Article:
Nic Gunkel

Nicolas Gunkel is the Senior Vice President at Forward Cities, a nonprofit that works with communities to strengthen their support structures for all their entrepreneurs. Nic has shaped the organization’s research and evaluation agenda, leads the nascent government/policy work stream and holds financial and accounting oversight in partnership with Fay Horwitt, the President and CEO.

If you read Fay Horwitt’s feature, you are already familiar with Forward Cities, one of the leading organizations in the U.S. when it comes to inclusive ecosystem building. In November 2020, I sat down with fellow German Nic Gunkel to learn more about Forward Cities’ approach to fostering entrepreneurial ecosystems and measuring their maturity.


“I’m proud to be part of Forward Cities, a nonprofit organization that has grown to be one of the leading voices of promoting equity in ecosystem-building. I joined about three years ago to lead the research and evaluation work and just recently stepped into the role of Senior Vice President. This leadership role affords me the opportunity to co-shape the strategic direction of the organization and equally important, offers a platform to promote greater adoption of this work.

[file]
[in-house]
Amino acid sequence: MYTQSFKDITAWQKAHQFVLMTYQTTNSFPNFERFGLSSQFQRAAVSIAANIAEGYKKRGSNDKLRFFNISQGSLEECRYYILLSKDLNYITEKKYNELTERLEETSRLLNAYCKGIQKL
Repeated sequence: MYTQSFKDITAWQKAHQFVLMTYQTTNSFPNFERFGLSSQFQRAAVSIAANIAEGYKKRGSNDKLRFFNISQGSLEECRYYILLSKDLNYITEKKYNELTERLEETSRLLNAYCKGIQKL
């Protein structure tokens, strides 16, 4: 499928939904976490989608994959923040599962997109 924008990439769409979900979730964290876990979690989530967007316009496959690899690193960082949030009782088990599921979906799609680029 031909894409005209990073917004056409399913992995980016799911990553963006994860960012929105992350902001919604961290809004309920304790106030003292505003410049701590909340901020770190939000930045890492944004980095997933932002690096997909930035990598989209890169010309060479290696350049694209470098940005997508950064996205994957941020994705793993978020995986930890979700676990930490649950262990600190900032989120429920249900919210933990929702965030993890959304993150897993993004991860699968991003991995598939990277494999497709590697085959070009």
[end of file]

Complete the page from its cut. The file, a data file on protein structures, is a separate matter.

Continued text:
Strengthening the support systems available to folks who want to start or grow their business is absolutely critical to our communities.

There are a lot of people who recognize the urgency of now. They know that we will continue to let down entrepreneurs, their families and those that support them if we don’t begin to make smarter investments, at scale, into weaving networks, supports and capital around them – supports that are designed by their communities, owned by them and because of this – there to stay.

However, a lot of people committed to serving entrepreneurs aren’t necessarily familiar with the term ‘ecosystem-building’, but still share the same values and convictions that drive this work. It is incumbent on us to make the ideas more accessible, to lead with a learning mindset and hold ourselves accountable to achieving lasting change.” 

Introducing: ESHIP Communities